OTTAWA - One of the Canadian Forces' most senior officers has been charged with breach of trust following a two-year criminal investigation into the leaking of classified government information to a Quebec shipyard.
The RCMP laid the charge Friday against Vice-Admiral Mark Norman, who previously served as the military's second-in-command and was widely considered a potential successor to Gen. Jonathan Vance as chief of the defence staff.
Norman has denied any wrongdoing. His lawyer, Marie Henein, released a strongly worded statement denouncing the RCMP's decision to charge her client and promising to fight the allegation in court.
"Vice-Admiral Norman has devoted his entire career to serving Canada and our military," Henein wrote.
"This is a very sad day for an extraordinary Canadian who we should be celebrating rather than prosecuting. Our public resources should be put to better use."
Norman is scheduled to appear in court April 10. Anyone found guilty of breach of trust can be sentenced to a maximum of five years in prison.
The case revolves around the newly elected Liberal government's decision in November 2015 to reconsider a $700-million contract the Harper Conservatives had awarded to Quebec-based Davie Shipbuilding.
The contract was to convert a civilian vessel, the MV Asterix, into a temporary resupply ship that would be leased for five years, with another five-year option, until permanent replacements could be built in Vancouver.
While the plan to revisit the contract was supposed to remain secret, court documents released last year show the RCMP suspected Norman of being upset with the decision and worried the government would cancel the project.
Norman was commander of the navy at the time and, according to the documents, allegedly worked with Davie to try to pressure the government to stick with the project.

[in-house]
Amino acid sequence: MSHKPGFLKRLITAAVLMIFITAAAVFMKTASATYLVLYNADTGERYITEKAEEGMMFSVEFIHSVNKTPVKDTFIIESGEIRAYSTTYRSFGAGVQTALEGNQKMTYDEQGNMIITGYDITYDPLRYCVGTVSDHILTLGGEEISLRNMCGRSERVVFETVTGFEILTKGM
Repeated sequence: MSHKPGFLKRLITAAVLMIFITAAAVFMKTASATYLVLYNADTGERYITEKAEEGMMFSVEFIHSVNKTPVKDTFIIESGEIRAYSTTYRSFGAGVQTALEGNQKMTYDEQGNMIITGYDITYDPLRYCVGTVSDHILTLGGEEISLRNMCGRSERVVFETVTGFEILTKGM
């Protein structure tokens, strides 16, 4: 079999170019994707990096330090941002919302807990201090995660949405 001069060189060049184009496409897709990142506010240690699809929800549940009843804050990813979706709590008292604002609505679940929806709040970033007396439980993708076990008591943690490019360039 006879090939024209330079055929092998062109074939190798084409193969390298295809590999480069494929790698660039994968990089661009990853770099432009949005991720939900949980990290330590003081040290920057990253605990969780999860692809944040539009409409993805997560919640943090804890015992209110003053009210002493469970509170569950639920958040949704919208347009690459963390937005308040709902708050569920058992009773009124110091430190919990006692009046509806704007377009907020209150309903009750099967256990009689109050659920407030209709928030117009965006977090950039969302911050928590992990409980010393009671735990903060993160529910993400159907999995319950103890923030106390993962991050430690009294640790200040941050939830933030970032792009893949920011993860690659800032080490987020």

None of the allegations against Norman have been tested in court.
The Liberals ultimately decided to proceed with the project; the MV Asterix was delivered to the navy this week and Davie is currently in talks with the Liberal government for the provision of icebreakers to the Canadian Coast Guard.
The RCMP quietly launched their investigation in December 2015 in response to a complaint from the government about the decision to revisit the MV Asterix project being reported in the media.
The investigation saw the Mounties seize documents and emails from two lobbying firms in Ottawa as well as Davie's head office in Levis, Que. It also involved assistance from U.S. authorities, the RCMP said Friday.
The first hint of an investigation came in January 2017 when Norman was suspended as vice-chief of defence staff.
Even then, the government refused to say why Norman had been relieved of his duties until several media organizations successfully fought in April 2017 to access to court documents laying out the RCMP's case.
The case has since gained a high-profile; critics had recently started questioning the length of the investigation, with some calling for Norman's reinstatement as vice-chief of the defence staff given the lack of charges.
Defence chief Gen. Jonathan Vance announced last week that Lt.-Gen. Paul Wynnyk will take over from Lt.-Gen. Alain Parent as acting vice-chief of defence when Parent retires later this year.
The official Opposition Conservatives also accused the Liberals of political interference after Prime Minister Justin Trudeau predicted in April 2017 that the case would end up in court, even though Norman hadn't been charged.
Trudeau sparked another uproar last month when he suggested the case would "inevitably" lead to "court processes," though his office later said he was referring to police and prosecutors deciding whether to lay charges.
— Follow @leeberthiaume on Twitter.